Central banks around the world are exploring the potential of digital currencies to improve monetary transactions. While so-called central bank digital currencies (CBDCs) appear to be upon us, promising many benefits including faster and cheaper transfers, they also present multiple challenges to consumers and financial institutions, according to a new report by Deutsche Bank.
In the latest Deutsche Bank Wealth Management CIO report, titled Central bank digital currencies: Money reinvented, the bank delves into the state of CBDC developments around the world, pointing out the opportunities and challenges that these may bring.
According to the paper, CBDCs could change the world we live in significantly, improving the speed and ease of monetary transactions between individuals, but also between governments and individuals.
More effective monetary policy and increased traceability
For central banks, the launch of a whole new digital currency system would change monetary policy and traditional financial system, opening up a large range of new possibilities.
Central banks could use CBDCs to ameliorate specific problems around low or negative interest rates, as well as stimulate growth. A CBDC would give policy-makers more options to combat undesirably high savings rates, by, for example, allowing them to set individual allowance limits.
In the case of an account-based CBDC where individual accounts are held at the central bank, money could be transferred directly from the central bank to individuals instead of relying on the transmission via banks.
Ultimately, this would mean that the role of banks as a gatherer of private savings would change dramatically, and they would need to offer higher interest rates than the central bank in order to attract savings, the paper says.
For governments, one major advantage of CBDCs is that they could make it much easier to enhance capital movement controls. In particular, centrally-organized digital currencies would make it possible for regulatory authorities and commercial institutions to see and trace every transaction, making it thus easier to crackdown on money laundering and tax evasion. CBDCs could also allow governments to better manage social benefit transfers.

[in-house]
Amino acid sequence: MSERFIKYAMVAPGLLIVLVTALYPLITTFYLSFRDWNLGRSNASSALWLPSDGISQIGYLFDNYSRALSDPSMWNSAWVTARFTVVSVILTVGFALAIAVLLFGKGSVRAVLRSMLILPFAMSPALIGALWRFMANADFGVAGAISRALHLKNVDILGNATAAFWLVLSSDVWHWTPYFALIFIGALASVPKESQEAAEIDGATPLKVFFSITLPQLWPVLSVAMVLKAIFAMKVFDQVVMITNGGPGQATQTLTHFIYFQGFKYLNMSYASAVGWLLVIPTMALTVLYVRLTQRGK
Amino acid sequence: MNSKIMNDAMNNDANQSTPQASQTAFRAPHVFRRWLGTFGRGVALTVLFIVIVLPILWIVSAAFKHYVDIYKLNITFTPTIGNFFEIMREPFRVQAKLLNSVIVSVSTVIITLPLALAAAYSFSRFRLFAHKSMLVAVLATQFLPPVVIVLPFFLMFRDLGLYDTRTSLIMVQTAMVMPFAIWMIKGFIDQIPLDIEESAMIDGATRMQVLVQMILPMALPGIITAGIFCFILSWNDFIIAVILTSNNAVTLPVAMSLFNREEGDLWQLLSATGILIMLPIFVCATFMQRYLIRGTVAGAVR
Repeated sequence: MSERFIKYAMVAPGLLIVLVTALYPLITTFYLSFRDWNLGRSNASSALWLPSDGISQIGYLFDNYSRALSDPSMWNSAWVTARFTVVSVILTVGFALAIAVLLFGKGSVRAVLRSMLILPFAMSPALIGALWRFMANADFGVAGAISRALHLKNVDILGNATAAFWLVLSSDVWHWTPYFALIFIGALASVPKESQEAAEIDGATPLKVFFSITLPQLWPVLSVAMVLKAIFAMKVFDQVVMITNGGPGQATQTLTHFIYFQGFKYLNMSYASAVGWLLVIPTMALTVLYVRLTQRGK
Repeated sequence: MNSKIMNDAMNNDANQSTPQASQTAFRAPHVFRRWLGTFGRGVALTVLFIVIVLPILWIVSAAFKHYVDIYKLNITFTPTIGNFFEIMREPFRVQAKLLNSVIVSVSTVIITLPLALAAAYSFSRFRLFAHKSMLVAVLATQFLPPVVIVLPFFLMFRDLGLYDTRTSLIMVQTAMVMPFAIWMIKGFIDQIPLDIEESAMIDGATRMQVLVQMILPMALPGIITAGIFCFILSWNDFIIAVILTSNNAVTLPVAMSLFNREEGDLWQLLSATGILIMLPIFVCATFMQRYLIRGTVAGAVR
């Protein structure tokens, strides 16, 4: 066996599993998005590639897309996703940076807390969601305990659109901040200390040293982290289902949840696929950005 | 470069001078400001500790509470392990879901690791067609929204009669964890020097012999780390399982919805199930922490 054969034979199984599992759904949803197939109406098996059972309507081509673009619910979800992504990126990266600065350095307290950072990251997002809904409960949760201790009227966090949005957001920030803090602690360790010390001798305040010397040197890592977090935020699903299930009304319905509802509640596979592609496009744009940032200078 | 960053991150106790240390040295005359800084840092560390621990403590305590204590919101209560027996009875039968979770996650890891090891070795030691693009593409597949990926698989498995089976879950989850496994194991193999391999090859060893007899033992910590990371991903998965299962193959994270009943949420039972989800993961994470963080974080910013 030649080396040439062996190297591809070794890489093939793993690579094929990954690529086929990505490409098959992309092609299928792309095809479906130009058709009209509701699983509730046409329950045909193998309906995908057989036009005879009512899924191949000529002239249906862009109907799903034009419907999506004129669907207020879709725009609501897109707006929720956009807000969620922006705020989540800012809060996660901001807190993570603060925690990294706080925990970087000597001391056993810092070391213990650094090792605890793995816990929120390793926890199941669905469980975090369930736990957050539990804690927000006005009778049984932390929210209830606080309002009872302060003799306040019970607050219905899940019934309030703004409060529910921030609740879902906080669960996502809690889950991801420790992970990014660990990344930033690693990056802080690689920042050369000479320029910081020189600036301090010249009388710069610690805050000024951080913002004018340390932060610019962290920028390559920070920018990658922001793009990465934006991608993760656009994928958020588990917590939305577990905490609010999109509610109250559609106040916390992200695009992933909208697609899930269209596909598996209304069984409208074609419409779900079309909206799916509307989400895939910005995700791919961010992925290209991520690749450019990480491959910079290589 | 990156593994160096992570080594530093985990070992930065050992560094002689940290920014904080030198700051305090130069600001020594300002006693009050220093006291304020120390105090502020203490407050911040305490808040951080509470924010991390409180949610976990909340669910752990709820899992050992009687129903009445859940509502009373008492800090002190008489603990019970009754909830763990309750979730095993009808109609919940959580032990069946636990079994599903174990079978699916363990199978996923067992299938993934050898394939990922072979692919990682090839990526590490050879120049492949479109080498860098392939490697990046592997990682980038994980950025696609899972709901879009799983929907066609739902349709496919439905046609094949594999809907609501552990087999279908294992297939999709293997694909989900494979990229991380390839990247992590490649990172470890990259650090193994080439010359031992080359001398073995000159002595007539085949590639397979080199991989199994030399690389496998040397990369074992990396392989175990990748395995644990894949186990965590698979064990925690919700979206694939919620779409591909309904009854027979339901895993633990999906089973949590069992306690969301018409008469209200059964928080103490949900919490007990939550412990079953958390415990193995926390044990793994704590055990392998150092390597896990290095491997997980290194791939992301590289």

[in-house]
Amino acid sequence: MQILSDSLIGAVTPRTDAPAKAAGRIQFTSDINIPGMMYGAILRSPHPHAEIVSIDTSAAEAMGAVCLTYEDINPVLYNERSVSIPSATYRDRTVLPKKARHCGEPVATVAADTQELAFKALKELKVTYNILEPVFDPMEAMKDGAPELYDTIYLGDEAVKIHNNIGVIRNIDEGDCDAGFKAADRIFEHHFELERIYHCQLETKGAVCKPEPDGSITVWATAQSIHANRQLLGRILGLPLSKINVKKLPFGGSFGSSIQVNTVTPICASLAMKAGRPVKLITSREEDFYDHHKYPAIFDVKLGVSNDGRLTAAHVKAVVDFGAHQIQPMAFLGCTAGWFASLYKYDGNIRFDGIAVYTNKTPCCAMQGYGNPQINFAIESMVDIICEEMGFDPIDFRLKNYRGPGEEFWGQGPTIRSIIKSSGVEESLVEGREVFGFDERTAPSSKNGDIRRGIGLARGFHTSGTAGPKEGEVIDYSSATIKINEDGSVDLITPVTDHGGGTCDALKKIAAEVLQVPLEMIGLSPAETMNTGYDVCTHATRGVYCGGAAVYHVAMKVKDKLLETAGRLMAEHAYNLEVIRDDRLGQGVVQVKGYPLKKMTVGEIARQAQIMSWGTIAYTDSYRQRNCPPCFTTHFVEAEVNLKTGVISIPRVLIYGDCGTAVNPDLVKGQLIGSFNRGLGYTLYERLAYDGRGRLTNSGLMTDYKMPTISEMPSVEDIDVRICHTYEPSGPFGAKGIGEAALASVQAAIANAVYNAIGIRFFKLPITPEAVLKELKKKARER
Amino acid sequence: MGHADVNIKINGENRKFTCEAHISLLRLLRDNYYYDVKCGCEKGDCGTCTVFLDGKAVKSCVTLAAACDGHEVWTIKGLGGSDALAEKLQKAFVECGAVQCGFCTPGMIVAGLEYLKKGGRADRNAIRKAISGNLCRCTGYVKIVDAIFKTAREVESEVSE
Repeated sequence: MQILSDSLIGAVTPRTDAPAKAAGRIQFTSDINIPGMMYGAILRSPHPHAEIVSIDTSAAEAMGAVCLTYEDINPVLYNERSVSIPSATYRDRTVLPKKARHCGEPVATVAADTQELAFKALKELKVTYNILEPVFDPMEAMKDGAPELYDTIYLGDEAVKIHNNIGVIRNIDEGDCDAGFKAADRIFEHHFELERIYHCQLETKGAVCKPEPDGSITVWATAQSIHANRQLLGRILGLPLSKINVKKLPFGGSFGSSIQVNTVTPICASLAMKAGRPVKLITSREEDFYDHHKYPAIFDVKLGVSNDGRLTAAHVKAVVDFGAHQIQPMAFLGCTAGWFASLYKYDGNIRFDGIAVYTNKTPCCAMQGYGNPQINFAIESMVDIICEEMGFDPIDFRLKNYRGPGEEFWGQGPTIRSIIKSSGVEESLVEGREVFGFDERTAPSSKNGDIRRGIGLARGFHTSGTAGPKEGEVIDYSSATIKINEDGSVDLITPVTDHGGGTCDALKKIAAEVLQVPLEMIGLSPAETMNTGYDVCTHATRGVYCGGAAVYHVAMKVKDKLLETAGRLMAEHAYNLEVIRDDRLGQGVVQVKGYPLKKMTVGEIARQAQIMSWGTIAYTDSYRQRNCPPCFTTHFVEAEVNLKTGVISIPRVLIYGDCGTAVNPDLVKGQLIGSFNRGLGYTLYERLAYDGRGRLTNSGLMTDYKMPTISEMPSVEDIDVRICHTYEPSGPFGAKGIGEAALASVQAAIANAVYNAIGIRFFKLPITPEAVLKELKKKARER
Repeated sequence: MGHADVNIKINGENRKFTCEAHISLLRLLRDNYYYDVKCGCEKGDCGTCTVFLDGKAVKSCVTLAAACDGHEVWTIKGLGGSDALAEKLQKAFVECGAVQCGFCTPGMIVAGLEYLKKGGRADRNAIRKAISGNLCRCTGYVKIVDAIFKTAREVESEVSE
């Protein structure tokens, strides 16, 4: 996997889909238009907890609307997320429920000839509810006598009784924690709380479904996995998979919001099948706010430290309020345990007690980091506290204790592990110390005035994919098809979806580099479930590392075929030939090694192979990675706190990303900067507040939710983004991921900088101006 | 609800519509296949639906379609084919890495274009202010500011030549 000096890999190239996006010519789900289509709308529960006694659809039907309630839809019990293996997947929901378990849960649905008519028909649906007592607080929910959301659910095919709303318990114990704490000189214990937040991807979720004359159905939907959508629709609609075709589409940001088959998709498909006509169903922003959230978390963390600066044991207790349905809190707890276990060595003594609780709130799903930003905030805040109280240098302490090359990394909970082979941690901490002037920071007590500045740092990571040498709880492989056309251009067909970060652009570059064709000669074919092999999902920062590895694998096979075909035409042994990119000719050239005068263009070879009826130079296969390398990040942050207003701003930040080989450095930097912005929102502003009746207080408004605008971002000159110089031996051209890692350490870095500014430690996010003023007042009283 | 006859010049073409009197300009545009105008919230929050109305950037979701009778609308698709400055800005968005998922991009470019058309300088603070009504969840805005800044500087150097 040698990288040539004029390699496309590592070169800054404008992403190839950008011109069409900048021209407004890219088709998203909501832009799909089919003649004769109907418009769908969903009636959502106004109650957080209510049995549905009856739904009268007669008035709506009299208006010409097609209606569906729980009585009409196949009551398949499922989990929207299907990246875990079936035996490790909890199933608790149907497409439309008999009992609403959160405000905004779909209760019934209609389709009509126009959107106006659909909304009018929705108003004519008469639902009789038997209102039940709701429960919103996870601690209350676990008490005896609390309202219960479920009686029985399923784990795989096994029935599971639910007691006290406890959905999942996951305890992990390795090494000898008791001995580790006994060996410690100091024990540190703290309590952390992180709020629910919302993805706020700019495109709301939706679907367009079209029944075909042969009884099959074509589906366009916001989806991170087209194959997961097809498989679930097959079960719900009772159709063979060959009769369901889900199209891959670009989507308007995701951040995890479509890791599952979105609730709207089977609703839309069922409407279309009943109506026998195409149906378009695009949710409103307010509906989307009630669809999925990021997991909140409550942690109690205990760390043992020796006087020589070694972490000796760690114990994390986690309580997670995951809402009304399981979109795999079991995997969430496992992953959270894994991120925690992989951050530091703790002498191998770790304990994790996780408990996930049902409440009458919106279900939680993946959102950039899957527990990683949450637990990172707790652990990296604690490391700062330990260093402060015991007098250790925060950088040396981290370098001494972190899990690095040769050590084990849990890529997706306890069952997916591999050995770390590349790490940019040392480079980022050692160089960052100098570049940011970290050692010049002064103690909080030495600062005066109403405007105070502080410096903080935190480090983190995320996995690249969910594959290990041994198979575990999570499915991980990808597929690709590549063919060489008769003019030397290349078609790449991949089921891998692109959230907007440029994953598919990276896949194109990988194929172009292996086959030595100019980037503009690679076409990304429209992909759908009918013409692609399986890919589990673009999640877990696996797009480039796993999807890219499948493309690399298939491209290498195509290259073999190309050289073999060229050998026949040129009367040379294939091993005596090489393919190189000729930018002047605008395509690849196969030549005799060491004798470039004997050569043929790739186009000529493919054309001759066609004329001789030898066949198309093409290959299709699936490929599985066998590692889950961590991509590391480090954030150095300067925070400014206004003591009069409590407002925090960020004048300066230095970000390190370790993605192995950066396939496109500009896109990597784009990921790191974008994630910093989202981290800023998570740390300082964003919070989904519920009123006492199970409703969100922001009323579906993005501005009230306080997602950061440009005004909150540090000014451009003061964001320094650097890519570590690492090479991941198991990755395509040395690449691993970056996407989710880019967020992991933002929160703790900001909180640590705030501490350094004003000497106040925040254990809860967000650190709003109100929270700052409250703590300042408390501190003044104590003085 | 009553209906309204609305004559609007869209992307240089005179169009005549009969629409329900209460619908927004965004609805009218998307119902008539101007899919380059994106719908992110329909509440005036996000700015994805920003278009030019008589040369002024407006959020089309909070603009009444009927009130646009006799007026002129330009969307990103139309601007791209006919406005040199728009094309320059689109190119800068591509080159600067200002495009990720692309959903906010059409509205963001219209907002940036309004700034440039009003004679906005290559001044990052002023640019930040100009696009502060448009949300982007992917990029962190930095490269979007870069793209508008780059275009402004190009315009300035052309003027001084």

CBDCs for individuals and privacy concerns
For individuals, CBDCs could bring many changes and benefits including lower cost and real-time transactions. Counterparty-party risk could also be eliminated.
But because CBDCs would make possible for governments to trace every money flow, they also come with serious privacy implications that could make consumers refractory to adopt them. Therefore, implementation of CBDCs could very well encounter political unrest and, possibly, encourage social unrest, the paper warns.
Other challenges posed by CBDCs include scalability, regulation, as well as their possible implications for the global economy and international relations.
CBDCs development around the world
Over the past 5 years, central bankers’ views on CBDC have evolved to become more accepting of collaborative innovation. Now, several countries around the world are exploring the possibility of launching their own CBDC, with many of them having already completed or in the process of initiating advanced stage pilots.
China’s Digital Currency Electronic Payment (DC/EP) is arguably the most developed experiment of a CBDC in an advanced economy. The People’s Bank of China (PBOC) started testing DC/EP in December 2019, and though there is still no official launch date, the PBOC’s governor has said that DC/EP may be piloted at the 2022 Beijing Winter Olympics.
Other early pioneers around the world include Sweden (e-Krona), Uruguay (e-Peso) and Ukraine (e-Hyrvnia). The e-Krona project was initiated in Q1 2017 and is currently being tested for payment, deposit, and transfer capabilities. Uruguay’s e-Peso pilot ran from September 2017 to April 2018 and tested the issuance and distribution of digital banknotes for use in peer-to-peer (P2P), business-to-business (B2B), and business-to-customer (B2C) payment use cases. And in Ukraine, the central bank successfully tested an electronic form of its hryvnia currency, the e-Hryvnia, in 2018.
Meanwhile, other jurisdictions have pursued the potential of wholesale CBDCs. Unlike retail CBDCs which are available for the general public, wholesale CBDCs are restricted to serve a limited circle, mostly financial institutions.
Such projects include for example Project Stella, a joint research project conducted by the European Central Bank (EBC) and Bank of Japan to explore the opportunity for distributed ledger technology (DLT) to improve financial market infrastructure, Project Ubin, a collaborative project across the Monetary Authority of Singapore (MAS), the Association of Banks in Singapore (ABS), and several international financial institutions to explore the use of DLT for clearing and settlement use cases, and Project Inthanon/LionRock, a joint initiative launched by the Hong Kong Monetary Authority and the Bank of Thailand to explore wholesale CBDC use for cross-border payments.